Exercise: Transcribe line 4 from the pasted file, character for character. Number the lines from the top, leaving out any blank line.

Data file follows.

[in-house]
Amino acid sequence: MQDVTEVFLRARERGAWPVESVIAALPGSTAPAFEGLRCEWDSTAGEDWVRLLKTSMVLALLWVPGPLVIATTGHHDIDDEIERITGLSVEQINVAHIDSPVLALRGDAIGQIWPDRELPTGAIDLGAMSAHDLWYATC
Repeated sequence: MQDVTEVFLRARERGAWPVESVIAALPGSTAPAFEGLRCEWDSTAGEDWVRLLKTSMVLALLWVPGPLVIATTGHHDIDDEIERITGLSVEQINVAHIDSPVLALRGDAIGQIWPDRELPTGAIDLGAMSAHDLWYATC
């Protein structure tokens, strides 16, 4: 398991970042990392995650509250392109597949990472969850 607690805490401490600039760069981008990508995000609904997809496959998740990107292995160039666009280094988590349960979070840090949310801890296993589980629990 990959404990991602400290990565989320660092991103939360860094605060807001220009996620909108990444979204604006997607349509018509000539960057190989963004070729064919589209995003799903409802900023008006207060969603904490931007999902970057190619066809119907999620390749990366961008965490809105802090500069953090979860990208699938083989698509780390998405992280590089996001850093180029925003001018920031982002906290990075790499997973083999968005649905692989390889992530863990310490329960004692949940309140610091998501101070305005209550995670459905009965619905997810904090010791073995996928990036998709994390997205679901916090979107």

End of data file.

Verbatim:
């Protein structure tokens, strides 16, 4: 398991970042990392995650509250392109597949990472969850 607690805490401490600039760069981008990508995000609904997809496959998740990107292995160039666009280094988590349960979070840090949310801890296993589980629990 990959404990991602400290990565989320660092991103939360860094605060807001220009996620909108990444979204604006997607349509018509000539960057190989963004070729064919589209995003799903409802900023008006207060969603904490931007999902970057190619066809119907999620390749990366961008965490809105802090500069953090979860990208699938083989698509780390998405992280590089996001850093180029925003001018920031982002906290990075790499997973083999968005649905692989390889992530863990310490329960004692949940309140610091998501101070305005209550995670459905009965619905997810904090010791073995996928990036998709994390997205679901916090979107």